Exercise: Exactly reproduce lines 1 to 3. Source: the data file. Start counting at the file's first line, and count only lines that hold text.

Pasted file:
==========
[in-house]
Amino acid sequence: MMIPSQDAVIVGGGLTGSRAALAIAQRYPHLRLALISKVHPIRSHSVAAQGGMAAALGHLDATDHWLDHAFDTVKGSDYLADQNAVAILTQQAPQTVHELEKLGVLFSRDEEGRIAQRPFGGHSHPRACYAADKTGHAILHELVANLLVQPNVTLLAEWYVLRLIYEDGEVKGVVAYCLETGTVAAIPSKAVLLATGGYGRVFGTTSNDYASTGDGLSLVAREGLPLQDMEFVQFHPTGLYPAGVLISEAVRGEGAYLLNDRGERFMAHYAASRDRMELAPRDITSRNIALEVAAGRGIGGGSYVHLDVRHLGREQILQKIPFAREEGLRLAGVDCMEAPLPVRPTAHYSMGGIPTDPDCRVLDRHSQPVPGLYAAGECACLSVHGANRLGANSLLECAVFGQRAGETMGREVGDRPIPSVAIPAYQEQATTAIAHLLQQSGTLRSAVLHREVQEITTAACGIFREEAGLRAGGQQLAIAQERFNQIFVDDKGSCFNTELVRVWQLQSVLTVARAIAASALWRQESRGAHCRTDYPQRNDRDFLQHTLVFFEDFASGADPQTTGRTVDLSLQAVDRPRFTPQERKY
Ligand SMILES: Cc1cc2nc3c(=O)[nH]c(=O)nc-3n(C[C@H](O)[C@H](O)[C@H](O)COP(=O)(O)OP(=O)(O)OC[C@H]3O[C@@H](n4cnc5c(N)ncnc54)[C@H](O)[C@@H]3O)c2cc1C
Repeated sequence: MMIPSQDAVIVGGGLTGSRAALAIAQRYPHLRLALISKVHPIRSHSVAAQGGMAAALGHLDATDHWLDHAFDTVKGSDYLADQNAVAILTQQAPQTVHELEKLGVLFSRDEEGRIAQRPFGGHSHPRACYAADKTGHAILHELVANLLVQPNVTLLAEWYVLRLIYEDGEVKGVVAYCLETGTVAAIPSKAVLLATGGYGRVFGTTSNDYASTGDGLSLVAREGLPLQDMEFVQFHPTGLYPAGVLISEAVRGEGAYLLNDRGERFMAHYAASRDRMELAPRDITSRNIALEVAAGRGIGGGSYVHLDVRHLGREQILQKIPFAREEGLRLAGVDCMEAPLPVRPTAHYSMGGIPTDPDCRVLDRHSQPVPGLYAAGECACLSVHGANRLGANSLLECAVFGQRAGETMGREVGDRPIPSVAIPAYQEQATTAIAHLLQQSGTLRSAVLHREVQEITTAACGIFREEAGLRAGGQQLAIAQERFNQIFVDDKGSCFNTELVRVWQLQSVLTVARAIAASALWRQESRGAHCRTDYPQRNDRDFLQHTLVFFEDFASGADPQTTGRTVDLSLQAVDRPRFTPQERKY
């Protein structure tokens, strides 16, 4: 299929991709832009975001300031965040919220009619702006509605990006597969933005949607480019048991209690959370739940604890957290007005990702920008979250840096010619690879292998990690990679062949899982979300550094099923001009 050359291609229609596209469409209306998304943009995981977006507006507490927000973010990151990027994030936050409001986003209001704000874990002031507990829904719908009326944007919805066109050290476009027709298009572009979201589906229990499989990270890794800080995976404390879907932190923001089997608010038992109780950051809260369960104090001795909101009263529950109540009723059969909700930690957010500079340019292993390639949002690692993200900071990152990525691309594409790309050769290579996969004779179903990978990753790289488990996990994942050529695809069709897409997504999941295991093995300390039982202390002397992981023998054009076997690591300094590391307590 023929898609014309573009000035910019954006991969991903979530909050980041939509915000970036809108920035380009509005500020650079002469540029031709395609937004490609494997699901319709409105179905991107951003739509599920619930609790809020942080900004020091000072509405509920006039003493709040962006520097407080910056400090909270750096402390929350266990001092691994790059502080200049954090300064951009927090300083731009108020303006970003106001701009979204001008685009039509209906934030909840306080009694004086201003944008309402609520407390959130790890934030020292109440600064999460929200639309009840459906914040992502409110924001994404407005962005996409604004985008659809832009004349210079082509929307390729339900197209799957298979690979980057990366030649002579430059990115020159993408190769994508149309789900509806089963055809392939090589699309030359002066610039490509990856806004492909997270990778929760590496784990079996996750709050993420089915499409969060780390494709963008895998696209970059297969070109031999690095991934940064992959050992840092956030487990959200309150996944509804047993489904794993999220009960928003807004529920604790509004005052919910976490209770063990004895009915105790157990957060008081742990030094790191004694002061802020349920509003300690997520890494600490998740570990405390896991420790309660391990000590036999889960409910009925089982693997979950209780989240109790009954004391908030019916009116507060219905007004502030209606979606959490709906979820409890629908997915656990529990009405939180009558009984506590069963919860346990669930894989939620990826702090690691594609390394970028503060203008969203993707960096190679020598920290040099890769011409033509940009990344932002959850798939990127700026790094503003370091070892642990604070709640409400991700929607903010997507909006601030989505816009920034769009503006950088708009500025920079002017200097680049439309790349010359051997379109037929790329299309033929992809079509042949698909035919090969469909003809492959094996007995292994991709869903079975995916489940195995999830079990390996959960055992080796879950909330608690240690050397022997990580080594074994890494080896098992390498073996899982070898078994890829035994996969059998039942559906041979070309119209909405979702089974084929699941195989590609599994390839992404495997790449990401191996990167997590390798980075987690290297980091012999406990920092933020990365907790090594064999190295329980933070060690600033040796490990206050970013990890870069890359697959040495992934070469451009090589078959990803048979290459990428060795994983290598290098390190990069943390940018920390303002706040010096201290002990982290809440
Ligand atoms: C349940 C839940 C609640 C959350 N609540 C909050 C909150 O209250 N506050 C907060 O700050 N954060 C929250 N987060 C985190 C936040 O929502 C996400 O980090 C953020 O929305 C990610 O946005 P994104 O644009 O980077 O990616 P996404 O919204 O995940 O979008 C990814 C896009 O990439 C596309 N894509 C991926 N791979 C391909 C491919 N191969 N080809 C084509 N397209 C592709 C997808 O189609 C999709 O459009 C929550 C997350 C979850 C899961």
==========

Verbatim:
[in-house]
Amino acid sequence: MMIPSQDAVIVGGGLTGSRAALAIAQRYPHLRLALISKVHPIRSHSVAAQGGMAAALGHLDATDHWLDHAFDTVKGSDYLADQNAVAILTQQAPQTVHELEKLGVLFSRDEEGRIAQRPFGGHSHPRACYAADKTGHAILHELVANLLVQPNVTLLAEWYVLRLIYEDGEVKGVVAYCLETGTVAAIPSKAVLLATGGYGRVFGTTSNDYASTGDGLSLVAREGLPLQDMEFVQFHPTGLYPAGVLISEAVRGEGAYLLNDRGERFMAHYAASRDRMELAPRDITSRNIALEVAAGRGIGGGSYVHLDVRHLGREQILQKIPFAREEGLRLAGVDCMEAPLPVRPTAHYSMGGIPTDPDCRVLDRHSQPVPGLYAAGECACLSVHGANRLGANSLLECAVFGQRAGETMGREVGDRPIPSVAIPAYQEQATTAIAHLLQQSGTLRSAVLHREVQEITTAACGIFREEAGLRAGGQQLAIAQERFNQIFVDDKGSCFNTELVRVWQLQSVLTVARAIAASALWRQESRGAHCRTDYPQRNDRDFLQHTLVFFEDFASGADPQTTGRTVDLSLQAVDRPRFTPQERKY
Ligand SMILES: Cc1cc2nc3c(=O)[nH]c(=O)nc-3n(C[C@H](O)[C@H](O)[C@H](O)COP(=O)(O)OP(=O)(O)OC[C@H]3O[C@@H](n4cnc5c(N)ncnc54)[C@H](O)[C@@H]3O)c2cc1C